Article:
Passionate games of cricket, singing along to Simon and Garfunkel and fishing were just a few of Jim Anderton's favourite past times his son told mourners at the former Deputy Prime Minister's funeral.
Chris Anderton described his father as someone with a "reinforced sense of family" and had a "moral compass that was strong and true".
His son said while being the child of a public figure could be heavy at times, he wouldn't have picked anyone else to be his dad.
Mr Anderton died in Christchurch's Cashmere View Hospital on Saturday, aged 79.
Hundreds of family members, friends, colleagues and public admirers filled Sacred Heart Catholic Church in Christchurch on Thursday to pay respects to the former politician.
Mr Anderton made a strong impression on New Zealand's political scene when he first entered parliament as the Labour MP for the Christchurch electorate of Sydenham in 1984.
He later formed the New Labour party and then led the Alliance. He served as deputy prime minister under Helen Clark between 1999 and 2002 and was the member for Wigram from 1996 until his retirement in 2011.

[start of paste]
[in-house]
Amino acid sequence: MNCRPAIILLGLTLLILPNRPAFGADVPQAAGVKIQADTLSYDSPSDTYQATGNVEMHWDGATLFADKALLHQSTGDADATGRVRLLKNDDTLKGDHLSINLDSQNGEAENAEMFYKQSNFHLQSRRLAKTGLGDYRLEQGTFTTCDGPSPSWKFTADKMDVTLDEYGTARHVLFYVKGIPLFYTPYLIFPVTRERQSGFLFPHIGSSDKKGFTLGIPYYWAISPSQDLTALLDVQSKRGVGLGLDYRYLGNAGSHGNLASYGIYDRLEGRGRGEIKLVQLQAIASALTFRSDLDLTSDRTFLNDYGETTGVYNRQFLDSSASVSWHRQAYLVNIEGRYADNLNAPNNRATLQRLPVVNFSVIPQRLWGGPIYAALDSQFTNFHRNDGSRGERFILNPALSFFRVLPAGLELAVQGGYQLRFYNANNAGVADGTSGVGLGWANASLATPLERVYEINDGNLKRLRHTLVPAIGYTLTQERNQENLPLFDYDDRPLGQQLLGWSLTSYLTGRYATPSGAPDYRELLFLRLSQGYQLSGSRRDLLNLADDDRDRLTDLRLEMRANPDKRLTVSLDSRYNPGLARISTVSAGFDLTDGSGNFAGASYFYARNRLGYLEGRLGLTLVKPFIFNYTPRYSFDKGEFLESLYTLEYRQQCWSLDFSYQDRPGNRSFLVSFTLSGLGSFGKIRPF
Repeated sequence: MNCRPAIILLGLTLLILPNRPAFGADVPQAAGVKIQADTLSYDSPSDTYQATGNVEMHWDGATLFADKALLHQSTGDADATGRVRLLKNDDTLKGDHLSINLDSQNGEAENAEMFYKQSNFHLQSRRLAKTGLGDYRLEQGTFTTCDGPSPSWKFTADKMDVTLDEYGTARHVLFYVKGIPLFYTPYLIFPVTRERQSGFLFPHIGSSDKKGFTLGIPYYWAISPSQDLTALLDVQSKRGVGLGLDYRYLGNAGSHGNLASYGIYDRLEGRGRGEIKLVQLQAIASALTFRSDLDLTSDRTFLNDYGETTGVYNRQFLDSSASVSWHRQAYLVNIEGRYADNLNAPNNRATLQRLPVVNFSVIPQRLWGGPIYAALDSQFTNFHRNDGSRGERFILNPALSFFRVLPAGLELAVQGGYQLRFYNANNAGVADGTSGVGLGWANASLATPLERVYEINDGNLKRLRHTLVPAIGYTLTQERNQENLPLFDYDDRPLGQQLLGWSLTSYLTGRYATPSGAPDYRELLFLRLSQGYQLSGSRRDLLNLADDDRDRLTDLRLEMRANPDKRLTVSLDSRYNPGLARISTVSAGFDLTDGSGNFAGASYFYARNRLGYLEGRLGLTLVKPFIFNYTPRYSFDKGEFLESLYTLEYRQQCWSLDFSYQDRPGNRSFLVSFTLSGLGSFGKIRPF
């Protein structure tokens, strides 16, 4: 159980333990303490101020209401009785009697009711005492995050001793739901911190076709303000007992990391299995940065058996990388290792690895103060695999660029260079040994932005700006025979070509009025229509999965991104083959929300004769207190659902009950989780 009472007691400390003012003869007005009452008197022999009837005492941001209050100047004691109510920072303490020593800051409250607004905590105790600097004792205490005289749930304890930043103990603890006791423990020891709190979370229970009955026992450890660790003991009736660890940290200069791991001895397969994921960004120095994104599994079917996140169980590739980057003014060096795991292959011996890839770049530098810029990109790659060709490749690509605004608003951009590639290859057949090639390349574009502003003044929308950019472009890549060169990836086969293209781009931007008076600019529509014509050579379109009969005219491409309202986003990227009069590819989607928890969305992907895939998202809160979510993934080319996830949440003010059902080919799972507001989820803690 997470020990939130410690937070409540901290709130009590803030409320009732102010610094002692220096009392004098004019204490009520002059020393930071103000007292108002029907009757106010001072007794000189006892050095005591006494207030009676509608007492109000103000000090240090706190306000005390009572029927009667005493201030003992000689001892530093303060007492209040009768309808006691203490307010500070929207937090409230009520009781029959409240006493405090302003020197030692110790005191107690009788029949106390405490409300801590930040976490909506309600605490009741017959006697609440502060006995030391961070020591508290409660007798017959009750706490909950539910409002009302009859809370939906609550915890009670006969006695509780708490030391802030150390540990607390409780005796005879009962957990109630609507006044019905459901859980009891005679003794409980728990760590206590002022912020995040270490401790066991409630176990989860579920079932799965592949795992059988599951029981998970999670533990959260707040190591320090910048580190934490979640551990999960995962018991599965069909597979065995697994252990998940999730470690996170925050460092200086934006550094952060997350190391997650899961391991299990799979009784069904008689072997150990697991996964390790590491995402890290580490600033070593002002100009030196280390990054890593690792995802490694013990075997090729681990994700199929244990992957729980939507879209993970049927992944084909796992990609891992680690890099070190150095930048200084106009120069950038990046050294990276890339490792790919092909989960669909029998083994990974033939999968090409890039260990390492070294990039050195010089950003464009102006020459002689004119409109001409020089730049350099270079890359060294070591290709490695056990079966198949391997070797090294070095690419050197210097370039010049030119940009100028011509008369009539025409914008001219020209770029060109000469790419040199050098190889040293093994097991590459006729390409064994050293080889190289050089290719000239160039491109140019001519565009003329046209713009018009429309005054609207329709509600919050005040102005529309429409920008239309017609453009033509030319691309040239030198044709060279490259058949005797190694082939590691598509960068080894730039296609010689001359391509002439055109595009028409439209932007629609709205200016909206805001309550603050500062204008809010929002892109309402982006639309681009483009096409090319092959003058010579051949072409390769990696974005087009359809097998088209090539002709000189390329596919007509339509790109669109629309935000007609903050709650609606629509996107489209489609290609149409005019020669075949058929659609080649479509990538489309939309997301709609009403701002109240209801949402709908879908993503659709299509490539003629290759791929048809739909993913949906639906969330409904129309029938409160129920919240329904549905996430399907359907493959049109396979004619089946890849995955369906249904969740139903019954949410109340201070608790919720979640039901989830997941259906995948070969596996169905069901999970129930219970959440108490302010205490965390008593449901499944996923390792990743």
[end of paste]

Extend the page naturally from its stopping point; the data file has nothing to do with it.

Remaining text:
Prime Minister Jacinda Ardern attended the funeral and described Mr Anderton as a "towering figure".
Also in attendance were Auckland Mayor Phill Goff, Christchurch Mayor Lianne Dalziel, former Prime Minister Jim Bolger and Minister for Greater Christchurch Regeneration and current Wigram MP Megan Woods.
Mr Anderton's friend of nearly 30 years, former deputy leader of the Progressive Party Matt Robson, shared stories of their days in the political field.
Mr Robson described him as a well-respected political leader and a friend.
"(Jim) was a true humanitarian with high political aims, and he would do his utmost to achieve what needed to be done and would keep his promise no matter the obstacles," Mr Robson said.
Mr Anderton's casket was brought into the church to the song 'Chariots of Fire' which Mr Robson joked was Mr Anderton's anthem and was played thousands of times over the years in their meetings.
Mr Robson said Mr Anderton always "focused on what needed to be done and did it".
"He never asked more of us than he would give himself.
"To this day he is praised by people not only in Christchurch. He cared for everybody who walked through his door... he would often say lay your footpath where the people walk," Mr Robson said.
"Today, we say goodbye to a remarkable New Zealand figure."